• Fairly cheap compared to other storage formats. Lexar UDMA 7 32gb is about $230. You say “but in a DSLR body” like that’s a bad thing. I want a DSLR body lol. Here in New York I get away with a ton because I use DSLRs. I used a FS100 before and was kicked out of places I shot in with no problem using DSLRs.

        The price isn’t really that bad. It’s bad if you’re never going to do stills. For the price you get 4K internally (not True 4K I know) that stores on easy to find cards, amazing low light ability, low profile DSLR body, an A+ stills camera, and for me I can use all the accessories I have for my current DSLRs.

        Not weak to me. Everyone has different needs. My point is I think people just look at spec sheets too much. They overlook how the cameras will fit into how they shoot. This camera will be perfect for what I do. For others not so much. I’m a firm believer in “there is no perfect camera”.

        The C300 is one camera that showed how spec sheets don’t always tell the whole story. I just honestly love the image out of this bad boy.

        • The card you speak of wont work with this camera it has a write speed of 20MB/s you’ll need more than 60MB/s to use with the 1dc. You’re much better off with sandisk,more reliable, higher read write and the 64gig is under $400 vs the $230 for 32 gigs. Plus 32 gigs won’t even get you 10 minutes! Given what card you were gonna use for this camera, you might want to rethink some stuff.

          My point was that this camera is not what it seems as far as cf cards are concerned and its only useful for paradoxical productions. You want to film without permits, but you want to film with a 15,000 camera. Yes the image is great, but it is not practical. Yes you’re paying for a stills camera, a stills camera that only a very small fraction of professional photographers need. Unless you’re a video guy and professional sports photographer it doesn’t really make sense.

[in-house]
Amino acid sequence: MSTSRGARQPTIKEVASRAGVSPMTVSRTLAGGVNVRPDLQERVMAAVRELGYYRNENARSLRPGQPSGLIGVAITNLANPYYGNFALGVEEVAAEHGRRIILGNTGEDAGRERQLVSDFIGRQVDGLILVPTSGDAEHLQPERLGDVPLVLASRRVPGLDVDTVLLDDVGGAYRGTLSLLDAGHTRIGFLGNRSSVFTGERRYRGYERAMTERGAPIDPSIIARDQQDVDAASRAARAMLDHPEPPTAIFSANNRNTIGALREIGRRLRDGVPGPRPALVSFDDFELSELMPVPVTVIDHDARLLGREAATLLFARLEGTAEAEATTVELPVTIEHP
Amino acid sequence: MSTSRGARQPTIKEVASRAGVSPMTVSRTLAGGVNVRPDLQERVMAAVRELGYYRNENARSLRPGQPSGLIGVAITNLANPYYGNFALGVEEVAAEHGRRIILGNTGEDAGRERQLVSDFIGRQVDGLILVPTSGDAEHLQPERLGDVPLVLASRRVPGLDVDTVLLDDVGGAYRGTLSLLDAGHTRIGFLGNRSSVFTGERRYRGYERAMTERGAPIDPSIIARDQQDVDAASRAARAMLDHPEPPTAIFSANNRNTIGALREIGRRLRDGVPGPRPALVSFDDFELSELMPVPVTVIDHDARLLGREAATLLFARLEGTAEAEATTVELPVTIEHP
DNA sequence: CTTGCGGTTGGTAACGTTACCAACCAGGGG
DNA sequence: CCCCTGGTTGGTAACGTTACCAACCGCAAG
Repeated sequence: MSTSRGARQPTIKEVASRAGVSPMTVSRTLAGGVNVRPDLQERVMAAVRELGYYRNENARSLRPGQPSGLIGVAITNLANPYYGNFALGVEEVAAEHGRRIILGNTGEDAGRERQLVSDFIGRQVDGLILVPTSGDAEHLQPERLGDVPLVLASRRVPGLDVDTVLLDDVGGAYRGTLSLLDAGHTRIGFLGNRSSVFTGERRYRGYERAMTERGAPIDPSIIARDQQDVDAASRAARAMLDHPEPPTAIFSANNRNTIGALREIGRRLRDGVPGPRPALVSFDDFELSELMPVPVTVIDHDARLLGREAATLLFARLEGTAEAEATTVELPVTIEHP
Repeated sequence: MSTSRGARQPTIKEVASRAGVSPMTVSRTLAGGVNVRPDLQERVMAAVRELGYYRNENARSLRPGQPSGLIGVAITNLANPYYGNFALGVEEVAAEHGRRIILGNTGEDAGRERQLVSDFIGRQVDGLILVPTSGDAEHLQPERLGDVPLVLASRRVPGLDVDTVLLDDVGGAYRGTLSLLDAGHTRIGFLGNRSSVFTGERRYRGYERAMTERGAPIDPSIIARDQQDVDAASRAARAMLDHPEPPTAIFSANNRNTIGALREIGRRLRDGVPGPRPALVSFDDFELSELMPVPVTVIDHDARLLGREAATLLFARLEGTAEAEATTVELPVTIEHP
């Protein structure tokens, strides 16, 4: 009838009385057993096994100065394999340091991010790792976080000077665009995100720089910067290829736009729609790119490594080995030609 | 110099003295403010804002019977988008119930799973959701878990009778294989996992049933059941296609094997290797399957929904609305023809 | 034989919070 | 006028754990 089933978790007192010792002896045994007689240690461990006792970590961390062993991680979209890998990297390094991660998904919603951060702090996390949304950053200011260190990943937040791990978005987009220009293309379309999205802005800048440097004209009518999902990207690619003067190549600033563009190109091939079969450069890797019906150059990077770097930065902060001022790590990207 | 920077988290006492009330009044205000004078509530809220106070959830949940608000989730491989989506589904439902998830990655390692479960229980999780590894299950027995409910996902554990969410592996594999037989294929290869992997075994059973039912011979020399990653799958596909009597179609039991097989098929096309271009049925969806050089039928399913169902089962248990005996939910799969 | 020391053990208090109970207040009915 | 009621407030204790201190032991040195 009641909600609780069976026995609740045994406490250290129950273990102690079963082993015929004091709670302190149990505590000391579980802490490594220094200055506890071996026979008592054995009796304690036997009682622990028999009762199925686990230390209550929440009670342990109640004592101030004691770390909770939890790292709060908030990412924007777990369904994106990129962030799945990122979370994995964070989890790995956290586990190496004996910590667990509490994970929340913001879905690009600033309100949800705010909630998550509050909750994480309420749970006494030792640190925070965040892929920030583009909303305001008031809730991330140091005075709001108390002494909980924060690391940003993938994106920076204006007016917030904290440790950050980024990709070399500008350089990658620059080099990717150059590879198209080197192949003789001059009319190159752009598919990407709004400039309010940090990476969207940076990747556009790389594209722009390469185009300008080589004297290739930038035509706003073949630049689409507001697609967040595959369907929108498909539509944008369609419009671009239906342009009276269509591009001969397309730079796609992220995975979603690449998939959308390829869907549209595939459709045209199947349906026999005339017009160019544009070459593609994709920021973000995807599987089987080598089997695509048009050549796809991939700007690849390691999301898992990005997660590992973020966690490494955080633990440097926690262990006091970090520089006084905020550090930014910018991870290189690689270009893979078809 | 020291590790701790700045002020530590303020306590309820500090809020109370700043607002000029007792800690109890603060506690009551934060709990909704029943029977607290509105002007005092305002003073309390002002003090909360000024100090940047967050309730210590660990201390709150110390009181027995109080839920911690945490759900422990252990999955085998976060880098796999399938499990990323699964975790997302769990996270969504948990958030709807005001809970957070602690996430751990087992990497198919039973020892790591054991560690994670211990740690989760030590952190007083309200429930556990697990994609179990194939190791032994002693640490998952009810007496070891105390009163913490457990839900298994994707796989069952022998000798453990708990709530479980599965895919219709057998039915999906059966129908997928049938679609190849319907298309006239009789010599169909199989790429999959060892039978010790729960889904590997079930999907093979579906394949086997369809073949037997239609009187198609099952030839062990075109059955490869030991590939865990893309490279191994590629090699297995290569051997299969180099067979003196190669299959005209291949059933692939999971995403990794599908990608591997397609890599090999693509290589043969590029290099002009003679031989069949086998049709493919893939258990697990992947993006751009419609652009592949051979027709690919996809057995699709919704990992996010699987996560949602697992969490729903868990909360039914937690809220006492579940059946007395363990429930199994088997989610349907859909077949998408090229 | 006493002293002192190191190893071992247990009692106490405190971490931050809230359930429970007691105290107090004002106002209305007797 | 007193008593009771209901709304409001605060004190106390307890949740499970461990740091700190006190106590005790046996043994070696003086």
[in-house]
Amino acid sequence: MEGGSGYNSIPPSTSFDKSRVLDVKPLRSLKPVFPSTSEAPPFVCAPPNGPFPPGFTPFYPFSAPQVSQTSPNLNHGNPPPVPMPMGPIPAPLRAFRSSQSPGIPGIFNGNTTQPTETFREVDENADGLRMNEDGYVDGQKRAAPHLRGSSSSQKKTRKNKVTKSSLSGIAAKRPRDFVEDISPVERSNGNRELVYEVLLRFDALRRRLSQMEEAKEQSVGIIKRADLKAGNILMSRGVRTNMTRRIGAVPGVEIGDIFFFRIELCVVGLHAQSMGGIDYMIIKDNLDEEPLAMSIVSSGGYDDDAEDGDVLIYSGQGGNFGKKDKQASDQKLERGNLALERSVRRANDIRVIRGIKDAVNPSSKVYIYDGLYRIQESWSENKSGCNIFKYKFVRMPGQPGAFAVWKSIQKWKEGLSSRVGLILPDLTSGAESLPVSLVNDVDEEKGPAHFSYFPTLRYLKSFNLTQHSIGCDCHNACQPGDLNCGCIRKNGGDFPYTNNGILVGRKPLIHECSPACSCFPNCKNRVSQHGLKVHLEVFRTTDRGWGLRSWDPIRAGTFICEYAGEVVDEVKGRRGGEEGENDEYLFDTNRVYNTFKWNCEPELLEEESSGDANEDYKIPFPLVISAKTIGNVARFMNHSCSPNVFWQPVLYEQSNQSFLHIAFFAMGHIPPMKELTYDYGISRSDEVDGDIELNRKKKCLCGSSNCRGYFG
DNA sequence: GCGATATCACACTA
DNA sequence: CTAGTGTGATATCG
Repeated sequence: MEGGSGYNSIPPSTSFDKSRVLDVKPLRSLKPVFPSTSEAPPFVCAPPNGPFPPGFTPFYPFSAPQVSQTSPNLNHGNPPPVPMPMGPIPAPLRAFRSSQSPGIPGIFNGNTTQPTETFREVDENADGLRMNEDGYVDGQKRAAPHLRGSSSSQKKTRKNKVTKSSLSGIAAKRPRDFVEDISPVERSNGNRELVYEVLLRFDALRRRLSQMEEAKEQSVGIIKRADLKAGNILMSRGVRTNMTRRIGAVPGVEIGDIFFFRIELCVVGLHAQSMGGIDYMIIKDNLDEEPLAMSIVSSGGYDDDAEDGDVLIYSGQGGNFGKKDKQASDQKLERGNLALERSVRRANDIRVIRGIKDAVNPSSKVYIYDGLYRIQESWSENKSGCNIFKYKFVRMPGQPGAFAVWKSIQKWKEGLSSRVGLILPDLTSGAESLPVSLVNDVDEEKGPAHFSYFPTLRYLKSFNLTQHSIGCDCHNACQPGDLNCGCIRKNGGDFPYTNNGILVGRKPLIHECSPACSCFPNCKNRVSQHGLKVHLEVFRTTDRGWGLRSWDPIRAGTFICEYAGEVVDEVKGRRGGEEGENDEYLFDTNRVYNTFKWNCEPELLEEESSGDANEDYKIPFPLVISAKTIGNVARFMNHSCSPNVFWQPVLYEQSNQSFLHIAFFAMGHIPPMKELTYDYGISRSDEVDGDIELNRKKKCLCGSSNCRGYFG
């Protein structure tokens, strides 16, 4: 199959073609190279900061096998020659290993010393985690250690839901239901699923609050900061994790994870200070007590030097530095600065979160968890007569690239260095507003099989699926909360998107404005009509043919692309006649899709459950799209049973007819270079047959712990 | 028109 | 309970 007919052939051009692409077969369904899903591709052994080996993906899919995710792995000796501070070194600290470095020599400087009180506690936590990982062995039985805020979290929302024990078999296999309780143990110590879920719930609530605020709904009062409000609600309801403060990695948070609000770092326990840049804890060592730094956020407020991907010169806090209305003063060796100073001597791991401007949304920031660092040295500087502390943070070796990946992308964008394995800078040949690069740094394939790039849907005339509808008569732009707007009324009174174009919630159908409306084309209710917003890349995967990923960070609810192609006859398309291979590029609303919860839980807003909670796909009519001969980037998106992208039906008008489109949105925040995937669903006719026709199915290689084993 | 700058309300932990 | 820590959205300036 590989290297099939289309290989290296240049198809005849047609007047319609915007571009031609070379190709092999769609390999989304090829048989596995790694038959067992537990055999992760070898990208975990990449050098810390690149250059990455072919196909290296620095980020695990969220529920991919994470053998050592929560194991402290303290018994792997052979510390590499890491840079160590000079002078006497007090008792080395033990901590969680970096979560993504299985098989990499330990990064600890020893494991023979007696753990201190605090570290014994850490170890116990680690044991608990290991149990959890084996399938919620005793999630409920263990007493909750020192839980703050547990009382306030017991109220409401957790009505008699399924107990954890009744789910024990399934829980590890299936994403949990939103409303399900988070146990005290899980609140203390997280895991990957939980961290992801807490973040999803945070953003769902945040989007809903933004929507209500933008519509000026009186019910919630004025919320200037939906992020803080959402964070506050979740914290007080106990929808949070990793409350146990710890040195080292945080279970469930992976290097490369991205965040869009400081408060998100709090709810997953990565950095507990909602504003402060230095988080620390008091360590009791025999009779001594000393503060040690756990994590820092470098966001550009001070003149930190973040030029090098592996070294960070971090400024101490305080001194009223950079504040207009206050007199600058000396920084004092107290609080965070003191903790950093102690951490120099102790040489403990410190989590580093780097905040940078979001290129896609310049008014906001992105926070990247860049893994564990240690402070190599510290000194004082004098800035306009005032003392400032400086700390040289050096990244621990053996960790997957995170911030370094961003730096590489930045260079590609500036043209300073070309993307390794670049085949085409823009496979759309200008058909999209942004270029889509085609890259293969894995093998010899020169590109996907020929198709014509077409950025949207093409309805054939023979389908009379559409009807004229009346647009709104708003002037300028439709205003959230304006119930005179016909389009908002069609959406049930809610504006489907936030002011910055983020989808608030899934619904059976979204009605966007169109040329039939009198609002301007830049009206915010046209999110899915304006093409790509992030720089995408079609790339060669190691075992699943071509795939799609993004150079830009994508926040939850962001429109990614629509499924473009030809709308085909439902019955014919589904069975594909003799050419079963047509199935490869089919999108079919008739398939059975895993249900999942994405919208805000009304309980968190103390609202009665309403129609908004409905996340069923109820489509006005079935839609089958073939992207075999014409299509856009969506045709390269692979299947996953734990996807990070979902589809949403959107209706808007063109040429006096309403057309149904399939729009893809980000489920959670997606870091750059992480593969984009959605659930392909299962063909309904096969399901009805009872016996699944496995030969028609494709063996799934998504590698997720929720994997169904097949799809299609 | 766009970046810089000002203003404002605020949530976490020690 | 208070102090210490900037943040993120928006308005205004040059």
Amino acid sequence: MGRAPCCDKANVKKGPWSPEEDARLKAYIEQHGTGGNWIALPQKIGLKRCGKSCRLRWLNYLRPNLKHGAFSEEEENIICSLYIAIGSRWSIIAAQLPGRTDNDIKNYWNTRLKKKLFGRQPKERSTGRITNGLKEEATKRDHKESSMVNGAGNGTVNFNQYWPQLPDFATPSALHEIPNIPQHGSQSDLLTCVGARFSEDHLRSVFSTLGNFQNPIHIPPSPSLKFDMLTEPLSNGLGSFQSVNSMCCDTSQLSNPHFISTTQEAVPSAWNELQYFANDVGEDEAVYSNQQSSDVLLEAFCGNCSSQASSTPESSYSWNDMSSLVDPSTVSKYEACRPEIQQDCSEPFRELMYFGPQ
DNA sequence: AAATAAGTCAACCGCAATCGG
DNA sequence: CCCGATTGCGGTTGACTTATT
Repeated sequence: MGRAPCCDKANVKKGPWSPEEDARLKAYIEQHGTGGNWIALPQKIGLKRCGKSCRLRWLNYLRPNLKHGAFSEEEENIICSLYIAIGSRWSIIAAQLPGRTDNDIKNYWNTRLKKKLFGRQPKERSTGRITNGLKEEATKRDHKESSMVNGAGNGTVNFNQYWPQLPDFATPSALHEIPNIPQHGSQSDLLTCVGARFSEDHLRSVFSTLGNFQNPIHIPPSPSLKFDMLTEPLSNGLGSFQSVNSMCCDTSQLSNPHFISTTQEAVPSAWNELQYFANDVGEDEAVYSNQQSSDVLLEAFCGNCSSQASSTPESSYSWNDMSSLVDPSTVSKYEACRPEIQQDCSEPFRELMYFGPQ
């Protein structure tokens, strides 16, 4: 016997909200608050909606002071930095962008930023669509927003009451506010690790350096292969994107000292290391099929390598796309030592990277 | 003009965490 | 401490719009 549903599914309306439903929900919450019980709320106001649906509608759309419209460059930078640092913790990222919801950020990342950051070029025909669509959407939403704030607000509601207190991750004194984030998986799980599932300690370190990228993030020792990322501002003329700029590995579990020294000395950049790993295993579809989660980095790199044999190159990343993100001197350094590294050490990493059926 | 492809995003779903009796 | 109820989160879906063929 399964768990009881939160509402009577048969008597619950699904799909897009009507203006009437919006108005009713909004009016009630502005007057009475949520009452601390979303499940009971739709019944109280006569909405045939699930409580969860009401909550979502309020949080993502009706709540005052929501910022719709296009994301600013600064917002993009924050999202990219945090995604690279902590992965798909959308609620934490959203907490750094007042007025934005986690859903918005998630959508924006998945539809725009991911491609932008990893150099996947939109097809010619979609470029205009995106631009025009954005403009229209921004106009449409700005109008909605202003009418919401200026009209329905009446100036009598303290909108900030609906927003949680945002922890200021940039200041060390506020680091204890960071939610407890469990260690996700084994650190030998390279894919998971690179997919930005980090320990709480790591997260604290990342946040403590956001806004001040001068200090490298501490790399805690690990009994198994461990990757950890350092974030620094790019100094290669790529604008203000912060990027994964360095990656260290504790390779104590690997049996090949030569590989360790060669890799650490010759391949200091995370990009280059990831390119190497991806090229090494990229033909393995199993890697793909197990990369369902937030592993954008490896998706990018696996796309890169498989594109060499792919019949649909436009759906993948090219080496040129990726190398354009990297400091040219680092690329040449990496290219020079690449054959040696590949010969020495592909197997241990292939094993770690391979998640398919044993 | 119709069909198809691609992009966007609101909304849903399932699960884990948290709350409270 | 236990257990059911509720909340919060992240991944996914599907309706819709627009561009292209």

Right now digital Images are reaching a marginal utility, paying a premium for a camera that has stills functionality but not basic video functions for digital cinema seems only right for specialty productions.

          • N.K.Osborne on 07.3.12 @ 8:26AM

            Umm no the card I’m talking about is 129mb/s and is the same card Shane used shooting the Ticket. Only 10mins is fine for me. I already have people who’s job is to dumb footage as we change scenes etc.

            Yes I don’t want to go through the permit system all the time. Have you ever shot in NY? This city isn’t too indie filmmaker friendly and the permit process is ridiculous. Sure If I was going to shoot a short I’ll go through the process, but excuse me for wanting a low profile camera with high quality results.

            I do all kinds of jobs, so the still functions will be a great addition. I shoot sports events too. You’re talking to me like I’m speaking for everyone. I’m talking about myself and for me, this camera will be ideal.

            I don’t care how much you see it as a bad investment. I know what will work for me.